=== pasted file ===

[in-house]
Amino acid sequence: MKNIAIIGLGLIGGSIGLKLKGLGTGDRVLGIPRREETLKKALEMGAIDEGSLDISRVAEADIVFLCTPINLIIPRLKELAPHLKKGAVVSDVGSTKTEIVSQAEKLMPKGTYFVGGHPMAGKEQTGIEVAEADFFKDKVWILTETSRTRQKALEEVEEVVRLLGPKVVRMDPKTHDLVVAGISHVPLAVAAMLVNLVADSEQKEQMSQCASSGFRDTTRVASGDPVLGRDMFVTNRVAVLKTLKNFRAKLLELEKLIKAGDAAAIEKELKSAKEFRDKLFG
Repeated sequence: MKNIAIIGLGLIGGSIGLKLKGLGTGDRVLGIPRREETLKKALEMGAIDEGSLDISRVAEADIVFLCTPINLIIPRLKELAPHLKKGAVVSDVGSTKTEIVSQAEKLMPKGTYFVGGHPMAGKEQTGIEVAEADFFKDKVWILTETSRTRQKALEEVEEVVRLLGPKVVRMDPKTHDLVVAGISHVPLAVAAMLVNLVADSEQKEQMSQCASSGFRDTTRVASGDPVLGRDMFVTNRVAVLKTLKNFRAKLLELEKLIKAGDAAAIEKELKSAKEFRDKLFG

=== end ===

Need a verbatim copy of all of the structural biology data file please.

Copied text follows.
[in-house]
Amino acid sequence: MKNIAIIGLGLIGGSIGLKLKGLGTGDRVLGIPRREETLKKALEMGAIDEGSLDISRVAEADIVFLCTPINLIIPRLKELAPHLKKGAVVSDVGSTKTEIVSQAEKLMPKGTYFVGGHPMAGKEQTGIEVAEADFFKDKVWILTETSRTRQKALEEVEEVVRLLGPKVVRMDPKTHDLVVAGISHVPLAVAAMLVNLVADSEQKEQMSQCASSGFRDTTRVASGDPVLGRDMFVTNRVAVLKTLKNFRAKLLELEKLIKAGDAAAIEKELKSAKEFRDKLFG
Repeated sequence: MKNIAIIGLGLIGGSIGLKLKGLGTGDRVLGIPRREETLKKALEMGAIDEGSLDISRVAEADIVFLCTPINLIIPRLKELAPHLKKGAVVSDVGSTKTEIVSQAEKLMPKGTYFVGGHPMAGKEQTGIEVAEADFFKDKVWILTETSRTRQKALEEVEEVVRLLGPKVVRMDPKTHDLVVAGISHVPLAVAAMLVNLVADSEQKEQMSQCASSGFRDTTRVASGDPVLGRDMFVTNRVAVLKTLKNFRAKLLELEKLIKAGDAAAIEKELKSAKEFRDKLFG